A close friend of mine shared a link to the Instagram account of an amazing woman called Kendra Allen, who has an incredible platform called Break Up Bestie. Her podcast channel is called Heal Your Heartbreak, and I can confidently say that her podcasts have been huge in my healing process.
She covers all sorts of topics relating to heartbreak, relationships, dating again and moving on from exes. I listened to them religiously in the beginning but not as intensively now that I feel a lot more secure. They were a great source of comfort when I needed something to drown out the noise in my head and didn’t want to aimlessly scroll through social media, wasn’t able to read or found myself awake at 2 am in a complete state. Kendra is like a good friend in your ear telling you it’s going to be okay and helping you make sense of it all.
Another great one is The Love Drive by Shaun Galanos. He’s someone I recommend listening to once you’re over those initial couple of weeks because some of the topics he covers might be a bit premature in those early stages. His approach to love and relationships is very modern, but something I totally identify with.
Therapy is something that every single person should be in. I realise that I’m saying this from a position of privilege where I can afford it, but I truly believe that it should be made accessible to everyone and the stigma around it is complete bullshit. There is absolutely no shame in therapy, working on your mental health and admitting you suffer from things like anxiety or depression, or just need help to figure some stuff out.
I actually find people instantly more attractive if they even utter the words “therapy” or “therapist”, because it proves that they are willing to do the work and are actively trying to make themselves better humans. We don’t always get it right straight away, but the fact that there’s intention speaks volumes.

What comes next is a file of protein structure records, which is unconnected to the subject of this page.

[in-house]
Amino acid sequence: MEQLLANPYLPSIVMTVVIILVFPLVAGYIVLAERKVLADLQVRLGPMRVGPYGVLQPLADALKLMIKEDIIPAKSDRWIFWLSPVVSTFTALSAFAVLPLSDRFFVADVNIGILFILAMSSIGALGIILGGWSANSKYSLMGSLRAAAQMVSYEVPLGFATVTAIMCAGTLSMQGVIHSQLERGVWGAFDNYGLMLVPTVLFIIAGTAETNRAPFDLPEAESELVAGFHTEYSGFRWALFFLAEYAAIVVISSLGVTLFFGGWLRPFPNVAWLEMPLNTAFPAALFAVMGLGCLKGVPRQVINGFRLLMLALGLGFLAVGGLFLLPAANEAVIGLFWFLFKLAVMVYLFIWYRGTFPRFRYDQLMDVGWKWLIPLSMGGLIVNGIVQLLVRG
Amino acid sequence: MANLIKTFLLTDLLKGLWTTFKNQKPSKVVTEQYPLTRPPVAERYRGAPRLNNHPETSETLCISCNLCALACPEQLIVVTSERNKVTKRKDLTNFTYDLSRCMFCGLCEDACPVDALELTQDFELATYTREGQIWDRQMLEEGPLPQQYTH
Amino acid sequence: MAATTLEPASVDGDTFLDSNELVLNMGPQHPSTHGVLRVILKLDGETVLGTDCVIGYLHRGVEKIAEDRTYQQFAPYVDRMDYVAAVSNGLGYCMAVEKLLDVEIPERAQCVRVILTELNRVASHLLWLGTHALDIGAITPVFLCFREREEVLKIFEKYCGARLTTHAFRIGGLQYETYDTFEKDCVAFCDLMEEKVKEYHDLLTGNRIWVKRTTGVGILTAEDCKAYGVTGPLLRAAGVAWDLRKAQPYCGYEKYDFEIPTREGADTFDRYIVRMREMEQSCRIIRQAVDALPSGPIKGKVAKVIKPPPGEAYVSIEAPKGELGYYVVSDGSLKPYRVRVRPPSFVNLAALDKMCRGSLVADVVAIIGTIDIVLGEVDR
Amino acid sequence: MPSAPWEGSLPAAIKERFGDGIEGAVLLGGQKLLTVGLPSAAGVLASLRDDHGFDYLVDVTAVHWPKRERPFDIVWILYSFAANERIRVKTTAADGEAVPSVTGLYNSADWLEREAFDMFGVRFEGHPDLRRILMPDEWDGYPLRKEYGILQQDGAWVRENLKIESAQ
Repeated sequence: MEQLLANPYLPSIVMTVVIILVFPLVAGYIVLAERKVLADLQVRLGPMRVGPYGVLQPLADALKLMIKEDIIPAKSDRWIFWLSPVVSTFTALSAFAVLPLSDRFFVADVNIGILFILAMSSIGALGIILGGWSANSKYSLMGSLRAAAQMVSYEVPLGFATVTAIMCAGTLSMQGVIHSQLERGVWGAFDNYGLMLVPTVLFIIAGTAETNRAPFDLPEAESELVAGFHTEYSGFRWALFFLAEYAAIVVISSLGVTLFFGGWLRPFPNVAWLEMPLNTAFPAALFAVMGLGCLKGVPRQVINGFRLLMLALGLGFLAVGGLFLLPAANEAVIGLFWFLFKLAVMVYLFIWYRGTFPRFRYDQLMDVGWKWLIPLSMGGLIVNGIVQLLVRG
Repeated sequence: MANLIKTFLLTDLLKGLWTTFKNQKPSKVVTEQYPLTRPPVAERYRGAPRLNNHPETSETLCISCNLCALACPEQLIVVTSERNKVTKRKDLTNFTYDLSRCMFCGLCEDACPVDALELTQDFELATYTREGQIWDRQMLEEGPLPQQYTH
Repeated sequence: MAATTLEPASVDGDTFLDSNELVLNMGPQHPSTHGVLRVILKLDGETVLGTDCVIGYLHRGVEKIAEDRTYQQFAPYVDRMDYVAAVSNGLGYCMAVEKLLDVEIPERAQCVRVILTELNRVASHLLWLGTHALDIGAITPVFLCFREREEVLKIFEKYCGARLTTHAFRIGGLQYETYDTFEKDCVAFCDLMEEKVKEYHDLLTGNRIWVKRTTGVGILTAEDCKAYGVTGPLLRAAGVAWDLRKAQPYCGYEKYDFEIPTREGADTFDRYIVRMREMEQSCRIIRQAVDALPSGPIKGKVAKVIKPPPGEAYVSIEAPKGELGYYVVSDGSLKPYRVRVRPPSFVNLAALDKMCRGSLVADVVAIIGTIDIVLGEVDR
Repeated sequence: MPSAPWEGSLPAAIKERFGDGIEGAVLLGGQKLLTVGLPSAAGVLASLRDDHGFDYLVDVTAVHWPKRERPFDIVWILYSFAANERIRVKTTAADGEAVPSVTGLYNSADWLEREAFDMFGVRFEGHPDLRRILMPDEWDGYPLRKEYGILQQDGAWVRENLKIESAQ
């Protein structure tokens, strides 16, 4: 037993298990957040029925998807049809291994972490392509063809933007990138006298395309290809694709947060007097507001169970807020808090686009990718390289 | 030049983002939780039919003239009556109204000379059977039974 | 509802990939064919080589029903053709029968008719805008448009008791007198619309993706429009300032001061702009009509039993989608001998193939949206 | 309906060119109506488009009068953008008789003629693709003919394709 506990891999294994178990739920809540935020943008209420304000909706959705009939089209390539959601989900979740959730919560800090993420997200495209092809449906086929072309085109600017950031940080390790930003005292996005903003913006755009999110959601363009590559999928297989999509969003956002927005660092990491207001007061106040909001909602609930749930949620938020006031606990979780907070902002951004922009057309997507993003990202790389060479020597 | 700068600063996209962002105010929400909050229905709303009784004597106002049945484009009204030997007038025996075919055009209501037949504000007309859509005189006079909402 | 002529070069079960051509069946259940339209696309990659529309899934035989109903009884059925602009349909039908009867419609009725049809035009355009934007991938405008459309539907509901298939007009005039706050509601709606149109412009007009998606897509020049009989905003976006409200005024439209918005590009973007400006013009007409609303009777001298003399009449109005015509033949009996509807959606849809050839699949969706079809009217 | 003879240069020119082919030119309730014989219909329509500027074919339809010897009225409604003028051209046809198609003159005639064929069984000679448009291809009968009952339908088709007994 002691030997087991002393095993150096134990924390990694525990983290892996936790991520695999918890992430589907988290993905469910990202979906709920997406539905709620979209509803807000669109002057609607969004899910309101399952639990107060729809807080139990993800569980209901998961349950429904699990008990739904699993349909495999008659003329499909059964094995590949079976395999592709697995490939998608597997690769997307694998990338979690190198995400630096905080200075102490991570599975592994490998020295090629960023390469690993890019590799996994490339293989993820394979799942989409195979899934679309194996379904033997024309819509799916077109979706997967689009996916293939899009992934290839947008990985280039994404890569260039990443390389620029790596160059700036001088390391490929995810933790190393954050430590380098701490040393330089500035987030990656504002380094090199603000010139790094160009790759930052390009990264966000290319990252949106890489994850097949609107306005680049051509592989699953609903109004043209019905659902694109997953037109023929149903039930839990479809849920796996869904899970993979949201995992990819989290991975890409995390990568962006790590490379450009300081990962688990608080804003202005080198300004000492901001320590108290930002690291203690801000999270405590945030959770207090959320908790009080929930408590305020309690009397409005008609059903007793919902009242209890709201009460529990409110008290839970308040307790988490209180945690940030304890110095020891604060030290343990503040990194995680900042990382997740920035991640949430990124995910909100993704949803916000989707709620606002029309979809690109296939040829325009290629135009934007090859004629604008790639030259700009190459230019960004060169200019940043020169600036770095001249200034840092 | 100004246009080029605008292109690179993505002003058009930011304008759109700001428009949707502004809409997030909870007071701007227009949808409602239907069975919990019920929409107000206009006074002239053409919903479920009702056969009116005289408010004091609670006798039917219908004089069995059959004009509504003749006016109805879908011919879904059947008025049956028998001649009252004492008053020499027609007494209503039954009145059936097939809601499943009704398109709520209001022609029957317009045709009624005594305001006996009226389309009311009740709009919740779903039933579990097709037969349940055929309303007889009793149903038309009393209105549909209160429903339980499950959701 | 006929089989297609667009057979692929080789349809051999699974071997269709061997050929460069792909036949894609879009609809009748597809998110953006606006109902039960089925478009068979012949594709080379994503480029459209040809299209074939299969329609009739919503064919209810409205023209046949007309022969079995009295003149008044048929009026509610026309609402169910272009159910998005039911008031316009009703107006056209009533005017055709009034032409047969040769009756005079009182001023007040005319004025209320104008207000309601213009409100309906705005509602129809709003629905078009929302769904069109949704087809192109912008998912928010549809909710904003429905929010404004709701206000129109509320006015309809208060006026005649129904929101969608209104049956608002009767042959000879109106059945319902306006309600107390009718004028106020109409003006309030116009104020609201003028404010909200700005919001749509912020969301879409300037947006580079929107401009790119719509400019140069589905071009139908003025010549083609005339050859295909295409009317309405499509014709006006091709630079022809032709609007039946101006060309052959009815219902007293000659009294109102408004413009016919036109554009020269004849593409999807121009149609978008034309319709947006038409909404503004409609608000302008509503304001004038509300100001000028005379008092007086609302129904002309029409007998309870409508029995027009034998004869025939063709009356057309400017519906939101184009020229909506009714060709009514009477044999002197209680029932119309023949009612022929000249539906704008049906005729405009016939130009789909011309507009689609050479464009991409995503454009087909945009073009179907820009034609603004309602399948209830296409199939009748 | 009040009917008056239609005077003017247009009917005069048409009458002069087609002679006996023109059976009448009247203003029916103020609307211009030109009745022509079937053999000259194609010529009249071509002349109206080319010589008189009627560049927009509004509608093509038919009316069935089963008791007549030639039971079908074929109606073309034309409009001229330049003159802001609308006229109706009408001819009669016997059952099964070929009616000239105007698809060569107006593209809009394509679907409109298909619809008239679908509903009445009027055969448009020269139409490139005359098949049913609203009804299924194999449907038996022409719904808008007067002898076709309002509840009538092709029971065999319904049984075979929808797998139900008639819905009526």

Even if you’re not wanting it to be a long-term thing, get yourself into a therapists office and let it out. I went for 4 sessions during the first month of my breakup and it was a tremendous help when it came to bouncing a few things of someone who was able to look at my situation objectively, as well as help me unpack a few things.
Exercise and Meditation
I grouped these together because I feel like even though the one involves increasing your heart rate and the other sitting or lying down quietly somewhere, they both assist in drowning out intrusive thoughts and ultimately leave you feeling more relaxed with a better sense of clarity. The added bonus with exercise is that your body becomes stronger while seeing physical changes, aiding in giving you a major self-confidence boost.
There is something phenomenal about a post-breakup glow-up and using heartbreak as a means to form healthier habits when it comes to taking care of yourself. You do it for YOU, that’s it. Doing it for someone else just gives them power when they don’t have the right to hold any of that anymore.
I thankfully got back into exercising 4-5 times a week before my breakup, but I’ve definitely pushed myself more and my stronger body compliments my stronger mind. I joined JEFF and am currently on my 4th challenge, which has been amazing. I’ve met some incredible women through it and have a strong support system within the accountability group I’ve been a part of for a few months now.
I meditate at night before I go to sleep, as this is an area where I’m still struggling. I’m either not able to fall asleep thanks to my very active mind or I’m waking up between 4 am and 5 am. I was prescribed sleeping pills for the nights where I really suffer, but so far I’m not using them as often as I was in the beginning because the meditation is doing such a great job.
I’m a big fan of Headspace and listen to the ‘Rainday Antiques’ Sleep cast every single night. The other night it was pouring in Joburg and I opted to fall asleep to that instead – it was probably one of the best night sleeps I’ve had in a long time!